Oil demand growth in the world’s biggest oil importer—China—is at risk of slowing down, at least in the coming months.
Higher oil prices play a role in this, but the main culprit is a new tighter tax regime on independent Chinese refiners, which is already choking the refining margins and profits of the so-called ‘teapots’ who have grown over the past three years to account for around a fifth of China’s total crude imports.
The teapots have become instrumental in China’s growing thirst for crude oil after the government started allocating import quotas to the independent refiners in 2015.
Under the stricter tax regulations and reporting mechanisms effective March 1, however, the teapots now can’t avoid paying consumption tax on refined oil product sales—as they did in the past three years—and their profit bonanza is coming to an end.
Despite ample government-approved crude import quotas, independent refiners are now losing money on refining, cutting utilizations rates, and closing for maintenance to cut exposure to the unfavorable market conditions. With higher oil prices this year and the hefty taxes they now can’t avoid paying, the teapots are expected to reduce their imports, threatening China’s oil demand growth and ultimately, global oil demand growth.
Last year alone, the independents accounted for 85 percent of China’s crude oil import growth, according to data by S&P Global Platts.
Although China issued last week its second batch of crude oil import quotas to independent refiners for 2018, the teapots are unlikely to use up all their quotas this year, because it wouldn’t make business sense to refine crude at a loss just to have quotas fully utilized to make sure that they would qualify for quotas next year.
“Refining is a business. If processing crude results in losses now, it is unwise to take more crude just for securing quotas for the coming year,” a Guangzhou-based trader told S&P Global Platts.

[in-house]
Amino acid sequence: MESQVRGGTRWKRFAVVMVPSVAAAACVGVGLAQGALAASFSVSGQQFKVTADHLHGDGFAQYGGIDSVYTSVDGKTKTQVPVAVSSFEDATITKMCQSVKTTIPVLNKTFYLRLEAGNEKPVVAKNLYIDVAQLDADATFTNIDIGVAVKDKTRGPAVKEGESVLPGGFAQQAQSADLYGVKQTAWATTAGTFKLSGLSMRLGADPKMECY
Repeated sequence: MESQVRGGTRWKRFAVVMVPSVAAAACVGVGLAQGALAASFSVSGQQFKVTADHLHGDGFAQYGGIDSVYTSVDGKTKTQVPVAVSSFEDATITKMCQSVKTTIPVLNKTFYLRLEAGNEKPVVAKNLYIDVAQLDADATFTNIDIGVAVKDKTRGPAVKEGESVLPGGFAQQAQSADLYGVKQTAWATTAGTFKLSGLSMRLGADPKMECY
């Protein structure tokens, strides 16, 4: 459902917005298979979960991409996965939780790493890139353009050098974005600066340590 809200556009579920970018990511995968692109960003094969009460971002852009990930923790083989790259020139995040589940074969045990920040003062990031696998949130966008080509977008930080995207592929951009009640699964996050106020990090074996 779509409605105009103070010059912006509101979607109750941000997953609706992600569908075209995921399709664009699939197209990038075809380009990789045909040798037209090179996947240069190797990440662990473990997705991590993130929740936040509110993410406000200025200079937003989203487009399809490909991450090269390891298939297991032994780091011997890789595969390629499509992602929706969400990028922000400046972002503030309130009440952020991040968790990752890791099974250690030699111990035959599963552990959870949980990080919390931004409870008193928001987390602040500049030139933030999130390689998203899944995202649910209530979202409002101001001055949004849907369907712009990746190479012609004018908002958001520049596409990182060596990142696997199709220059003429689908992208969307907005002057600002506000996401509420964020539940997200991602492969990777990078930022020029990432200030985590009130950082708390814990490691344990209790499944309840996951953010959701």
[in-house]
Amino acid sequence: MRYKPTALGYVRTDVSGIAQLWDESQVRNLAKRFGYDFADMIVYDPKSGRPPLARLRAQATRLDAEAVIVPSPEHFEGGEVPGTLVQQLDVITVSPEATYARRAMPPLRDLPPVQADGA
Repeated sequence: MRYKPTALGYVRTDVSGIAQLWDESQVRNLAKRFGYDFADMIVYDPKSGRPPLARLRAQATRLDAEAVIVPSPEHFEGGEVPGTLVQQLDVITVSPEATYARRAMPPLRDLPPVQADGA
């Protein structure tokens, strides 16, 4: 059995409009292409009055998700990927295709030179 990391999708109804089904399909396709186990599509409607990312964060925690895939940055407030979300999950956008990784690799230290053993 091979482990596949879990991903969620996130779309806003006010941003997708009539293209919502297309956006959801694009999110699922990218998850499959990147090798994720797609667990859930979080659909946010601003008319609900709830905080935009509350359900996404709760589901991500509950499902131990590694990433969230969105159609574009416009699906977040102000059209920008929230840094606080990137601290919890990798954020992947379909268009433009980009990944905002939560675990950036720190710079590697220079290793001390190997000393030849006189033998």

Refining is indeed a business, and it’s a losing one for the independent refiners now.
According to data by Zibo Longzong Information Group, as carried by Reuters, independent refiners were losing US$45 (300 yuan) per ton of crude oil processed in May, compared to a profit of US$135 (900 yuan) per ton at the beginning of 2016.
The higher sales revenue from higher retail prices have been wiped out by the higher crude oil prices and the taxes.
“We expect much weaker margins in June and July as more orders booked at peak crude prices arrive,” Gao Jian, crude oil analyst with China Sublime Information Group, told Reuters.
In response to the losses, a few teapots shut for maintenance in May and June to avoid exposure to the unfavorable market conditions, and some of them may not reopen at all if those conditions persist, according to Reuters.
Platts data shows that crude oil imports by the independent refiners hit a 20-month low last month, as a record-high inventory had piled up at major ports in the Shandong province, home of most of the teapots.
China’s overall crude oil imports in June dropped for a second consecutive month and hit their lowest level since December 2017, on the back of trimmed purchases by the teapots. Chinese imports stood at 8.36 million bpd last month, down by 9 percent from May’s imports of 9.2 million bpd, and down compared to the 8.8 million bpd imports in June 2017, data from the General Administration of Customs compiled by Reuters shows.
China’s imports for the first half of 2018 were still up compared to last year, by 5.8 percent to around 9.07 million bpd.
Yet, independent Chinese refiners could further trim imports in the coming months as their refining business is now at a loss, due to the hefty taxes and the higher and volatile crude oil prices.
“The oil price volatility is certainly not helping as not many independent plants are doing sophisticated hedging,” Seng Yick Tee with consultancy SIA Energy tells Reuters.
The higher import and tax expenses are now leading to the teapots cutting purchases in order to keep afloat in their once-lucrative refining business. Lower purchases from the chunk of the Chinese market accounting for one-fifth of the country’s oil imports could spell trouble for Chinese—and global—oil demand growth.
By Tsvetana Paraskova for Oilprice.com
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